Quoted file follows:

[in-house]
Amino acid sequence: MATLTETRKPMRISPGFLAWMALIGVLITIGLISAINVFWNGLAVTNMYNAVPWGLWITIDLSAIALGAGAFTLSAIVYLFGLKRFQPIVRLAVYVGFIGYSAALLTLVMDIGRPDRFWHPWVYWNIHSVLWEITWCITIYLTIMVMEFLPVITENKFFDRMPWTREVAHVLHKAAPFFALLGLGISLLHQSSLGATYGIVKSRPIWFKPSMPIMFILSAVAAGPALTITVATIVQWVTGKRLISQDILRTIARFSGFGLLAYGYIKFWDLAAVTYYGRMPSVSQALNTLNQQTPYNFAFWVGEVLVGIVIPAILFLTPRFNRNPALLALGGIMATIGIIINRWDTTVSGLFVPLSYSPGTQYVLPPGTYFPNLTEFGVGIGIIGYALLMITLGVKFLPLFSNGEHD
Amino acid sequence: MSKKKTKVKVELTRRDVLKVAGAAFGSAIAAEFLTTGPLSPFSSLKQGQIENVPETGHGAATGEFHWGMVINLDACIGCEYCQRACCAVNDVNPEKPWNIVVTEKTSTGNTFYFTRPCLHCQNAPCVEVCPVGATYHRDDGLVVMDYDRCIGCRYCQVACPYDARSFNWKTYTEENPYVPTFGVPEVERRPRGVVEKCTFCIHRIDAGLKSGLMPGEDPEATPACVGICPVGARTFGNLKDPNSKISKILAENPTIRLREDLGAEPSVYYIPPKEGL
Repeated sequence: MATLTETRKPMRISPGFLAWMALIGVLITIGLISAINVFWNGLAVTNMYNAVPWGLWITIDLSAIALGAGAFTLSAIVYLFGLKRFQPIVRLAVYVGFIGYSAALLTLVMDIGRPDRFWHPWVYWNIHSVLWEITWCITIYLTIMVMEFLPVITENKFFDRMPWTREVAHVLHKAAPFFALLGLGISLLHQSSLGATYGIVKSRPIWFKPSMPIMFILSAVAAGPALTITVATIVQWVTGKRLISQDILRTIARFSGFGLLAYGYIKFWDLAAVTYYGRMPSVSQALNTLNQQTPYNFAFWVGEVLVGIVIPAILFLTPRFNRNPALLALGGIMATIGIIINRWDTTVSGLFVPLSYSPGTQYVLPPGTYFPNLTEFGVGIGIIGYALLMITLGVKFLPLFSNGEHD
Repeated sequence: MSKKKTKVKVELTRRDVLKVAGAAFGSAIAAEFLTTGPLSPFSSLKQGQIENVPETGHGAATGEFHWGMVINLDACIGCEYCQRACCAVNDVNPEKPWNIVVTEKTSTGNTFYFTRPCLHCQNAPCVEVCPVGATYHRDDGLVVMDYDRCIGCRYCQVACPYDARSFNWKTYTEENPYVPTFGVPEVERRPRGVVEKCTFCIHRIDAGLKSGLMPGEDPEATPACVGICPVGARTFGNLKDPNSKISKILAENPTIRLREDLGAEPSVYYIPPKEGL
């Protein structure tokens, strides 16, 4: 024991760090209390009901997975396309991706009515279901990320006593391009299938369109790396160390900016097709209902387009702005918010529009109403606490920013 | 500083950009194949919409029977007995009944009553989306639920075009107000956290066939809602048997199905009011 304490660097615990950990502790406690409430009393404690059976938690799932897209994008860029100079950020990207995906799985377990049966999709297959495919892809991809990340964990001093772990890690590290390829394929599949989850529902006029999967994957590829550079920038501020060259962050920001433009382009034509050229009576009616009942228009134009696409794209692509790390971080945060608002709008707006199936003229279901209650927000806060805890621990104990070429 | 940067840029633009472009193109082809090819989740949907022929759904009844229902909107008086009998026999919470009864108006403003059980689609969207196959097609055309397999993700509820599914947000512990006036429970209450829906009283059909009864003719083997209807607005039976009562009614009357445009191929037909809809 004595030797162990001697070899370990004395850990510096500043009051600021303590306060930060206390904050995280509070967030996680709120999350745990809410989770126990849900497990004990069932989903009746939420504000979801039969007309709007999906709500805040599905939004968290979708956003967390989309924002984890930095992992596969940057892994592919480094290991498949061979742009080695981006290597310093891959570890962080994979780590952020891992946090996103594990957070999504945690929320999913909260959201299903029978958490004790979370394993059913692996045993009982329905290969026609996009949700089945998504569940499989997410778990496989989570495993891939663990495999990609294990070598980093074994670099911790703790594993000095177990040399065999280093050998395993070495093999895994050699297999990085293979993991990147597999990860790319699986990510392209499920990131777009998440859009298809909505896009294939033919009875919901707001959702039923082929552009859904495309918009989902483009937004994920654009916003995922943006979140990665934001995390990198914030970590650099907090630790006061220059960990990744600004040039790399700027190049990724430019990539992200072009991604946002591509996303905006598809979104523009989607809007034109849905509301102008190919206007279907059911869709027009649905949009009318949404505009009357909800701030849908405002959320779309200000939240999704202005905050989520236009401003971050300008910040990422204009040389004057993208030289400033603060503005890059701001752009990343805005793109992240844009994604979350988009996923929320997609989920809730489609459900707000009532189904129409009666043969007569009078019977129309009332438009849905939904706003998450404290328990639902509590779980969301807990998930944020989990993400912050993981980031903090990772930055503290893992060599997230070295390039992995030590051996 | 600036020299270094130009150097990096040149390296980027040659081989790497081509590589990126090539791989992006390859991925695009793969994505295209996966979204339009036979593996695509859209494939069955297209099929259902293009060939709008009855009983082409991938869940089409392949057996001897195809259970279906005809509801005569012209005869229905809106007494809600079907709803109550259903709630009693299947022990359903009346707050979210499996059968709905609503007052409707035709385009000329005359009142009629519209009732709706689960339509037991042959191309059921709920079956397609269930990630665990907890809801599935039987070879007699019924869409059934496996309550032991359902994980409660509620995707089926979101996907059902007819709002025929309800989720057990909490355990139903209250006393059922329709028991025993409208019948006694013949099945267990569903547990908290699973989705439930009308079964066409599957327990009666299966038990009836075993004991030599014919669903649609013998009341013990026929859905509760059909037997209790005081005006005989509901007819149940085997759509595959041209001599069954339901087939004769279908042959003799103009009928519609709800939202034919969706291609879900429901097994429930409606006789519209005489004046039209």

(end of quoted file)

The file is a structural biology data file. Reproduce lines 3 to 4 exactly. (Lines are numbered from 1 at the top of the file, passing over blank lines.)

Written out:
Amino acid sequence: MSKKKTKVKVELTRRDVLKVAGAAFGSAIAAEFLTTGPLSPFSSLKQGQIENVPETGHGAATGEFHWGMVINLDACIGCEYCQRACCAVNDVNPEKPWNIVVTEKTSTGNTFYFTRPCLHCQNAPCVEVCPVGATYHRDDGLVVMDYDRCIGCRYCQVACPYDARSFNWKTYTEENPYVPTFGVPEVERRPRGVVEKCTFCIHRIDAGLKSGLMPGEDPEATPACVGICPVGARTFGNLKDPNSKISKILAENPTIRLREDLGAEPSVYYIPPKEGL
Repeated sequence: MATLTETRKPMRISPGFLAWMALIGVLITIGLISAINVFWNGLAVTNMYNAVPWGLWITIDLSAIALGAGAFTLSAIVYLFGLKRFQPIVRLAVYVGFIGYSAALLTLVMDIGRPDRFWHPWVYWNIHSVLWEITWCITIYLTIMVMEFLPVITENKFFDRMPWTREVAHVLHKAAPFFALLGLGISLLHQSSLGATYGIVKSRPIWFKPSMPIMFILSAVAAGPALTITVATIVQWVTGKRLISQDILRTIARFSGFGLLAYGYIKFWDLAAVTYYGRMPSVSQALNTLNQQTPYNFAFWVGEVLVGIVIPAILFLTPRFNRNPALLALGGIMATIGIIINRWDTTVSGLFVPLSYSPGTQYVLPPGTYFPNLTEFGVGIGIIGYALLMITLGVKFLPLFSNGEHD